I'm just a small-time guy working a normal job as a physician assistant. My passion is building PCs and testing/reviewing PC hardware.
$500 Entry Level Intel Core i3-8100 Gaming PC
Hello everyone, Will here, and today, I have the results of a challenge I was issued a few days ago. My friend from work, my supervising physician, challenged me to build a specific computer. He gave me a $500 budget to build an Intel Core i3 system. The system could’ve been any generation I could find to fit the budget. What follows was a fun journey that resulted in a decent budget build of a gaming PC.
So, what was I able to get into this system? Well, by shopping around a bit through Amazon, B and H Photo and Video, Newegg, and other stores, I was able to get a pretty good system for just under $500, not counting tax and shipping on the components.
This system should be able to handle all current triple-A games on medium to high settings at 60 fps; benchmarks will come at a later date once I am able to get the time to do those. So, what is in this Intel Core i3 system? Well, let us all take a look.
Coffee Lake Processor: Intel Core i3-8100
Starting out, I was looking at a Skylake processor or Kaby Lake processor and considered all options including the popular budget CPU, the Pentium G4560.
However, after sifting through the choices, I was able to get a Coffee Lake processor, the Intel Core i3-8100 processor. I was quite surprised by this option given how new it is, but it fit the budget and was just $128.89 on Amazon. This is a fantastic deal given the $500 budget for this entry-level gaming PC.
- This is a four-core, four-thread processor with a base clock of 3.6GHz.
- The Core i3-8100 offers a 6MB cache and operates at just 65 watts TDP.
- The i3-8100 supports up to 64GB of DDR4 RAM up to 2400MHz in a dual channel setup.
- The processor also offers Intel’s UHD Graphics 630 and supports DirectX 12 and OpenGL 4.5.
- And even though this processor does not offer hyperthreading, it is a fantastic processor for those wishing to enter into PC gaming on a budget.
Gigabyte Z370-HD3 Motherboard
Now, obviously, the motherboard options are limited with this processor to the Z370 chipset. Given this issue and the fact I was on a budget, I went with what is essentially the Z370 variant of a classic budget build board in the Gigabyte Z370-HD3 motherboard.
This was a classic of budget-building late last year and earlier this year with the H110 variant. This board has a few more options, however.
- The Gigabyte motherboard offers 4 memory slots that support up to 64GB of DDR4 RAM that can be clocked from 2133MHz to 4000MHz.
- The board also supports crossfire, which is good given the video card I was essentially forced to go with given the budget.
This board came in at around $105 after mail-in-rebate from Newegg.
G. Skill NT Series RAM and Seagate Barracuda 500GB Hard Disk Drive
The RAM of choice on this build is G. Skill NT Series RAM at 8GB total in 2 modules of 4GB. The RAM is clocked at 2133MHz and is nothing special. For just $79.99, it cannot be matched by anything else that is currently on the market, and RAM prices are still outrageous.
Now, as with this RAM, the hard drive is also nothing special as I went with a standard 7200RPM mechanical hard disk drive from Amazon for just $28.99. This hard drive is the Seagate Barracuda 500GB, 3.5” internal hard drive.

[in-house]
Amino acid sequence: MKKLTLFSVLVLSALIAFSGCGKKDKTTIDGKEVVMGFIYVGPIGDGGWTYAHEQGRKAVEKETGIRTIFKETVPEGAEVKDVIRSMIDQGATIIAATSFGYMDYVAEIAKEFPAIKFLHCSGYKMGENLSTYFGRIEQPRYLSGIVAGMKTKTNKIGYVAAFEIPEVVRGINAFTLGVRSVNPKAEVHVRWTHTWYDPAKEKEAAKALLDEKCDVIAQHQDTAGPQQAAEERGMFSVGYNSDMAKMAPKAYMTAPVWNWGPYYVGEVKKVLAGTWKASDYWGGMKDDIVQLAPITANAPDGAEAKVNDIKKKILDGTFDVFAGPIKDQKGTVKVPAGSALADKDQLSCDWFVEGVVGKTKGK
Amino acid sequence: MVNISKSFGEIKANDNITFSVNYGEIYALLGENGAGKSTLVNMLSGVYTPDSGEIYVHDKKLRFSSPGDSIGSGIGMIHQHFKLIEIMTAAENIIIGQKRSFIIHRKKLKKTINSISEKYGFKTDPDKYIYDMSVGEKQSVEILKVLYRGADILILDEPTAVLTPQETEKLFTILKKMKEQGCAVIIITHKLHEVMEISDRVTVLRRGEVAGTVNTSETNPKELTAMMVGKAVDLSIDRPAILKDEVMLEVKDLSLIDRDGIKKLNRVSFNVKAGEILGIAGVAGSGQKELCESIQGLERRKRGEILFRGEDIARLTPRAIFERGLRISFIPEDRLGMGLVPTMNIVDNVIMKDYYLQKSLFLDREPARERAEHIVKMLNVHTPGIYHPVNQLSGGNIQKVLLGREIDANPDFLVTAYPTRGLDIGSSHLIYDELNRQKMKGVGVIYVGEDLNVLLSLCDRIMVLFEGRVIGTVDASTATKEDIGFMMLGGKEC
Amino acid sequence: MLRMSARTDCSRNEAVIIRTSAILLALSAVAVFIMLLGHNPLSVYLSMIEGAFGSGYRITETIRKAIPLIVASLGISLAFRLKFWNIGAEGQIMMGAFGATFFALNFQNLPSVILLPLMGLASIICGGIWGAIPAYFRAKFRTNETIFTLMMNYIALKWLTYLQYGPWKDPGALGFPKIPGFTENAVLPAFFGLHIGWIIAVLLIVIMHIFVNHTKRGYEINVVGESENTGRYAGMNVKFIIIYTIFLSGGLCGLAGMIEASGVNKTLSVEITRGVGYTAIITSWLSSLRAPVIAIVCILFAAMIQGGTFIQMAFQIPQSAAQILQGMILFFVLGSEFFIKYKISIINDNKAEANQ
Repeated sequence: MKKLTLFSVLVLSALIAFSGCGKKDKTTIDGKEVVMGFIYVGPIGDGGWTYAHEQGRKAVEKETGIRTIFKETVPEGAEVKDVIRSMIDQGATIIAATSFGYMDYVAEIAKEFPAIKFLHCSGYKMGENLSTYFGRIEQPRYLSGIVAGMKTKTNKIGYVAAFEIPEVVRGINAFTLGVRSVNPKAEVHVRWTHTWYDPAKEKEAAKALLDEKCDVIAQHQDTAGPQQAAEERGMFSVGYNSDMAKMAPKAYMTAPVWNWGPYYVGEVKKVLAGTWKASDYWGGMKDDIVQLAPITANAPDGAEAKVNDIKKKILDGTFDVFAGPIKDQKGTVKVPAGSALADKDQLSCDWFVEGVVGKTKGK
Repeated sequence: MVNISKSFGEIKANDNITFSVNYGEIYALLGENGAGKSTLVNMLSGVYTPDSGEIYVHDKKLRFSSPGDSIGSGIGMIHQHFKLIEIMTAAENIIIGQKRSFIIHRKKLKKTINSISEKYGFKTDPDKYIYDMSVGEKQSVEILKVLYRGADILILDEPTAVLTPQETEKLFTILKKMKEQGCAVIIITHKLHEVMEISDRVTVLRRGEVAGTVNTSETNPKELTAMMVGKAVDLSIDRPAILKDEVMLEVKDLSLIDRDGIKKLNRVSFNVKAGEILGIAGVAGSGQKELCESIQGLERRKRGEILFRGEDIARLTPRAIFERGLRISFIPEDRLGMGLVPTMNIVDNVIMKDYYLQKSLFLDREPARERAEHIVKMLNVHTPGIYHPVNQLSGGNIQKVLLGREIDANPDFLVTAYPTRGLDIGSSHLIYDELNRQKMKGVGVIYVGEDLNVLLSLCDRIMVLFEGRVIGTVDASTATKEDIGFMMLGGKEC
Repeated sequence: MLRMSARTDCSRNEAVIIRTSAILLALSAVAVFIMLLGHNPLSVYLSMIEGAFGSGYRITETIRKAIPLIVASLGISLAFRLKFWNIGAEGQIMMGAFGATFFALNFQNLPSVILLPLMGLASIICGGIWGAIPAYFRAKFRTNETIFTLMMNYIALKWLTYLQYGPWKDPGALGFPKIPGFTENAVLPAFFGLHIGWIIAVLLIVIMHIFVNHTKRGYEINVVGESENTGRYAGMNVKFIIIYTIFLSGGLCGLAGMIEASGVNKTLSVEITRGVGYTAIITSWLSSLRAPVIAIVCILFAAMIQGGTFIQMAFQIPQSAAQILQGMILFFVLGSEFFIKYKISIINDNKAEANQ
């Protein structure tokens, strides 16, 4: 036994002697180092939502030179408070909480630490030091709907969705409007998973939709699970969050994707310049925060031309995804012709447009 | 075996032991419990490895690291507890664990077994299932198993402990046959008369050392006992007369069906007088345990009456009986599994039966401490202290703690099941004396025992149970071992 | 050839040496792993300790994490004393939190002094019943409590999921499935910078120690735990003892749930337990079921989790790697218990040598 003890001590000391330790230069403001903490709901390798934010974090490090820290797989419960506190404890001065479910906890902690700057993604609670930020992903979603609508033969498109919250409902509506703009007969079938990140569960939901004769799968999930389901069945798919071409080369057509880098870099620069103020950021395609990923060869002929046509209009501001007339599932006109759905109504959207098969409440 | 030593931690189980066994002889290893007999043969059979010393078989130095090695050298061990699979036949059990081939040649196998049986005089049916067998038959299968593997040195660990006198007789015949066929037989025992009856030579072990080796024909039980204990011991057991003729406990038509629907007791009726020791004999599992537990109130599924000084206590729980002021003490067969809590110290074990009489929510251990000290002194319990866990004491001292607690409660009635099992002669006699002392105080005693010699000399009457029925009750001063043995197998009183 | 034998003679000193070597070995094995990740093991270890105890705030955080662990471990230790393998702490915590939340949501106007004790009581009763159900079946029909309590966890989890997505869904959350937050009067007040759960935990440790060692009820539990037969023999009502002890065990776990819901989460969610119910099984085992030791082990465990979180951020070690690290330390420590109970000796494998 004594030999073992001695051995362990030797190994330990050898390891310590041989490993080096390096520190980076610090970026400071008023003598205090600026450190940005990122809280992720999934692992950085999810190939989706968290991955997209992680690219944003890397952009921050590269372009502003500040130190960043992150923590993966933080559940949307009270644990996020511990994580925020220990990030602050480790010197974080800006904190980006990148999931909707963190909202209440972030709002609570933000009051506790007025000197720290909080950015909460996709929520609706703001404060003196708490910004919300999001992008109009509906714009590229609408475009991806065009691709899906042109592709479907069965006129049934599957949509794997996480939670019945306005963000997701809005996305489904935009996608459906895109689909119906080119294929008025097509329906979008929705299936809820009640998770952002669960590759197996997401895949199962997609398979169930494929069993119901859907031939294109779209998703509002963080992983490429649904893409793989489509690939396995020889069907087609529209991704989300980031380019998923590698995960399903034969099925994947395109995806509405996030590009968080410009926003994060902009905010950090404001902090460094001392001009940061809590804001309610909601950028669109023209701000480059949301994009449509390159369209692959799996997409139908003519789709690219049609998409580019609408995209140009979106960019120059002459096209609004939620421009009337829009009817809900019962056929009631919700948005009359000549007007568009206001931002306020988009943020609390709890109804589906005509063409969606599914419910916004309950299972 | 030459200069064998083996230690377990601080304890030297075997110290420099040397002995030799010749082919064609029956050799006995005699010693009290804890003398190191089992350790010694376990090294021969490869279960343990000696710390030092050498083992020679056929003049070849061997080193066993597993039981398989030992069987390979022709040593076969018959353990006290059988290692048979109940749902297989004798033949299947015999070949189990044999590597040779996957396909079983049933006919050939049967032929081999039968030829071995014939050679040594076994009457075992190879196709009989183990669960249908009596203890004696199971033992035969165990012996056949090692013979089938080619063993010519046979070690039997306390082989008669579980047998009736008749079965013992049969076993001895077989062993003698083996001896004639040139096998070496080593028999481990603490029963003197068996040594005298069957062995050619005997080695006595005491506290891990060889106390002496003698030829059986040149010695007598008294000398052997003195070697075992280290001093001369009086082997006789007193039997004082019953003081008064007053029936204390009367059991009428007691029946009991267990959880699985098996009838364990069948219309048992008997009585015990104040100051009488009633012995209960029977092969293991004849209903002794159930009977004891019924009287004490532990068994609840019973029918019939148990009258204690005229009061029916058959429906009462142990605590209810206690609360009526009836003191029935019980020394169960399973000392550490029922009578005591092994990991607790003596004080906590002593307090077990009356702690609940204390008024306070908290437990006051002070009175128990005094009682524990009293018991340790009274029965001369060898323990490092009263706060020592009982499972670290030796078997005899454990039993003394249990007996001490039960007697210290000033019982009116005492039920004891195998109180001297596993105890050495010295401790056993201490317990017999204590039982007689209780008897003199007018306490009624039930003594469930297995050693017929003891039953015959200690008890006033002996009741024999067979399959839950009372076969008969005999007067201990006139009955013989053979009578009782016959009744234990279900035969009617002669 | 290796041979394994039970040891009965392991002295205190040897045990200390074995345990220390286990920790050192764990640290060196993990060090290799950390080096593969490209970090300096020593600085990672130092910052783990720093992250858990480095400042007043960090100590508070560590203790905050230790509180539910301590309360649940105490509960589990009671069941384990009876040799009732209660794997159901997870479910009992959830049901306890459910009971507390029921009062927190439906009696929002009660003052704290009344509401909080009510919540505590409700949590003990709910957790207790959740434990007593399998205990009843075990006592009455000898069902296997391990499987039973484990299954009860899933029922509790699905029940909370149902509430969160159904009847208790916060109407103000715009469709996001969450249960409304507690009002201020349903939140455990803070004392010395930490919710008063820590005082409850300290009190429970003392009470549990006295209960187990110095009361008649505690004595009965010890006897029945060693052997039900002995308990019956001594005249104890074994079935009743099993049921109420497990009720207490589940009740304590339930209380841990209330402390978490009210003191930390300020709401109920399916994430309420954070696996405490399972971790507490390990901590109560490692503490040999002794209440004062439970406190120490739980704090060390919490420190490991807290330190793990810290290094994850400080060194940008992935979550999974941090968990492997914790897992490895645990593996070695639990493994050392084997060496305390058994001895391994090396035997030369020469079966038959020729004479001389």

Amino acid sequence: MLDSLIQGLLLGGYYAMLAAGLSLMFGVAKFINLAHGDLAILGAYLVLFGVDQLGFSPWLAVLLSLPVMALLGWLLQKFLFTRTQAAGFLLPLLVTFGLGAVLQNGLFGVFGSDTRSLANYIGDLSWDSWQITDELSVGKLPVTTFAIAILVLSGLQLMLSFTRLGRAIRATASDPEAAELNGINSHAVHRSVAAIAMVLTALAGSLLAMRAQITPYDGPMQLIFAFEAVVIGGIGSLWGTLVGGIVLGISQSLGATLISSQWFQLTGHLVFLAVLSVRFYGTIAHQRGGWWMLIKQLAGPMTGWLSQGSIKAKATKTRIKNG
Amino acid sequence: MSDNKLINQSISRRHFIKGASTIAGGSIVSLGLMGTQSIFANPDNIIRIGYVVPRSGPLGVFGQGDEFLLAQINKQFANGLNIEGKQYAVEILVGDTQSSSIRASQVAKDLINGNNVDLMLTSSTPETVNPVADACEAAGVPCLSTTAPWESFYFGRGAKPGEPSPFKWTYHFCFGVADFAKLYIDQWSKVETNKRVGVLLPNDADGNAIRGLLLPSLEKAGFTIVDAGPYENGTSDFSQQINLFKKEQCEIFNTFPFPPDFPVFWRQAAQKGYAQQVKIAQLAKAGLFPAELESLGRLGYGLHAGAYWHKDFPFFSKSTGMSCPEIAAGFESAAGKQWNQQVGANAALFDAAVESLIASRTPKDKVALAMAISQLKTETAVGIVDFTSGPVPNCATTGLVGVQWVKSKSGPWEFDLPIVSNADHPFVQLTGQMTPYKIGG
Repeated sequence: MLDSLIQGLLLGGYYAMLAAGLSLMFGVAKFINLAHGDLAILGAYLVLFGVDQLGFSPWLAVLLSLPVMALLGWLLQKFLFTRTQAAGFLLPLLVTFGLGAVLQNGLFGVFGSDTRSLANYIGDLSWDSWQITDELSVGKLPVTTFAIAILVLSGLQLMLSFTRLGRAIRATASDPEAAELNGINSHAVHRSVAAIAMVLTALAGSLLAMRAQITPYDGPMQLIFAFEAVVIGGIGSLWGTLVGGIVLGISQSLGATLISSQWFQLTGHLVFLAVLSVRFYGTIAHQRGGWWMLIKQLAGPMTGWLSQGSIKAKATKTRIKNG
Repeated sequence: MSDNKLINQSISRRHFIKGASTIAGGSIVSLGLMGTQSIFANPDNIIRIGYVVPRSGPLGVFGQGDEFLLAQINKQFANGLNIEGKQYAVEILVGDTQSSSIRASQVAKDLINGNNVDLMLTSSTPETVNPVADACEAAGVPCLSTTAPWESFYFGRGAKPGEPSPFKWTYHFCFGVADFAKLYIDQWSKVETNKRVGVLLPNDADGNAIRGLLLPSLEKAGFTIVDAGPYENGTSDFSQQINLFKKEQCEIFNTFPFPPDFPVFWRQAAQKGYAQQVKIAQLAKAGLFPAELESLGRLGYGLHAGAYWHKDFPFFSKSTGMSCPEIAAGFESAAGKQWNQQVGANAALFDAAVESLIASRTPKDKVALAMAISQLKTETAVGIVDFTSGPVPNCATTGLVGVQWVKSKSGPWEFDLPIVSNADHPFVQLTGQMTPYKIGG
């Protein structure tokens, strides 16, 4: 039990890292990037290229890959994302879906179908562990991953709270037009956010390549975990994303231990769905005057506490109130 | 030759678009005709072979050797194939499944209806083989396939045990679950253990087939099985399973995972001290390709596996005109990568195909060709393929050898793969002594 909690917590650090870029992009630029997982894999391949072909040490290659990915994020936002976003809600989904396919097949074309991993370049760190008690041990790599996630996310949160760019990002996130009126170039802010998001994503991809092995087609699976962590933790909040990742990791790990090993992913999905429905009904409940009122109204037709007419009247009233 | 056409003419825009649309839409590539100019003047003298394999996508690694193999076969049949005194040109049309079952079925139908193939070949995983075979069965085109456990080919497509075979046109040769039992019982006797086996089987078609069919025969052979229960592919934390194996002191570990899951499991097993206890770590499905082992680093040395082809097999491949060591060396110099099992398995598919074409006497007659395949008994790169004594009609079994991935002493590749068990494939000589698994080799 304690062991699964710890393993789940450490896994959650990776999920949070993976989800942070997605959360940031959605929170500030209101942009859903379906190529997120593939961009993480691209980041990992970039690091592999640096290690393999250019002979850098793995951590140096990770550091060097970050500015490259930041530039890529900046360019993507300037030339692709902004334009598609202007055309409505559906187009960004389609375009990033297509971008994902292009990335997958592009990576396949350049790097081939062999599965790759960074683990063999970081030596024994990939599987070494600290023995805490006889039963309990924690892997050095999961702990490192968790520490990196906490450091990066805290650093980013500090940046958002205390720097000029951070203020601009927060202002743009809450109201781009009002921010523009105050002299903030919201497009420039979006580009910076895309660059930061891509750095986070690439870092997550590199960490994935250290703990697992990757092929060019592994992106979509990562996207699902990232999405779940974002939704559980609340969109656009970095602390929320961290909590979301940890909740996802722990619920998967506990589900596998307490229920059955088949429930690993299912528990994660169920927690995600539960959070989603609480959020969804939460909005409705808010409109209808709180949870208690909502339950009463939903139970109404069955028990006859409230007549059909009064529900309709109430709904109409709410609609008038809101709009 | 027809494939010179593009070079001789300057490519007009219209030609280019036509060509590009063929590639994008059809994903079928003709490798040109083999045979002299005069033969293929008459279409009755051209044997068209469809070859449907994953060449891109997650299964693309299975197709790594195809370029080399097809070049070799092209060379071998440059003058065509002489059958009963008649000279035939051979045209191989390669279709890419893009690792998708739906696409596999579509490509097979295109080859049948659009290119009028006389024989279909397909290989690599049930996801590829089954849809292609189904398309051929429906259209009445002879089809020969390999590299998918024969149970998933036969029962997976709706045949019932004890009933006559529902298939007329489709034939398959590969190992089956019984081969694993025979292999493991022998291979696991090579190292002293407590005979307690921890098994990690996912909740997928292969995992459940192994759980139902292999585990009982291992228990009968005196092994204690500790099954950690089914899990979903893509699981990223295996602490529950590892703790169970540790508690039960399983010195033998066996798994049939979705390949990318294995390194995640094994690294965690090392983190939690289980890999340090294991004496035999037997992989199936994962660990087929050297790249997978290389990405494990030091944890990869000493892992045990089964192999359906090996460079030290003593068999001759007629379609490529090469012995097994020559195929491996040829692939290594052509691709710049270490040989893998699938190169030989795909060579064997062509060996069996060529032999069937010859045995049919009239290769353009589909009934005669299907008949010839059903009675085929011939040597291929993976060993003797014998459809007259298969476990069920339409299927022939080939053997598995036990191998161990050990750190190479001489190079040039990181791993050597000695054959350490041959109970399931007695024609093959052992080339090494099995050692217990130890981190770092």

XFX Radeon RX 550 2GB Graphics Card
For the graphics card, I went with the best card I could get for the budget. The $500 budget really held this option back as there were only a couple that could fit under the budget. I went with the XFX Radeon RX 550 4GB video card.
This isn’t a terrible card, and I went with the brand because of the price—and I have had pretty good success with XFX branded cards in the past; particularly the AMD cards.
This card in particular has 512 stream processors and operates with a 1203MHz core clock while the 4GB of GDDR5 video memory operates at an effective 7000MHz. This is a single fan card so it should run fairly quiet while only requiring 75 watts TDP.
The card has 1 DVI-D port, 1 DisplayPort, and 1 HDMI port; crossfire is supported. This card should give pretty good results at 1080p gaming.
Tower and Power Supply
Rounding out this build is the tower and the power supply.
The DIYPC Solo T1-R ATX Mid-Tower case was chosen given its $24.98 price tag from Newegg. This case is nothing special as there is no side window, which you probably wouldn’t want to show off what’s inside of this case with the really awful looking cables and wiring from the power supply. The case does have 2 external 5.35” bays, 3 internal 2.5” bays, and 3 internal 3.5” bays and supports ATX and Micro ATX motherboards.
Powering this system is the EVGA 400 watt power supply. There’s nothing special about this power supply but it will offer adequate power to this system. At just $24.99 from SuperBiiz, it is perfect for this system.
How It Turned Out
So, there it is. The PC went together fairly smoothly and powered on the first try. The case wasn’t too bad to build in and cable management was fair at best. However, with a budget build like this and a case that you really cannot see the cables in because there is no side window, it isn’t a big deal.
Windows 10 installed just fine and the computer runs smoothly. Overall, the system cost just $477.92 which brought me in at just under the $500 budget.
I had a really good time putting this system together from shopping to building. Now, I'm really looking forward to what this system can do. Thanks for stopping by and drop a comment to let me know what you think or where you would have done something different. I hope to see you next time.
This article is accurate and true to the best of the author’s knowledge. Content is for informational or entertainment purposes only and does not substitute for personal counsel or professional advice in business, financial, legal, or technical matters.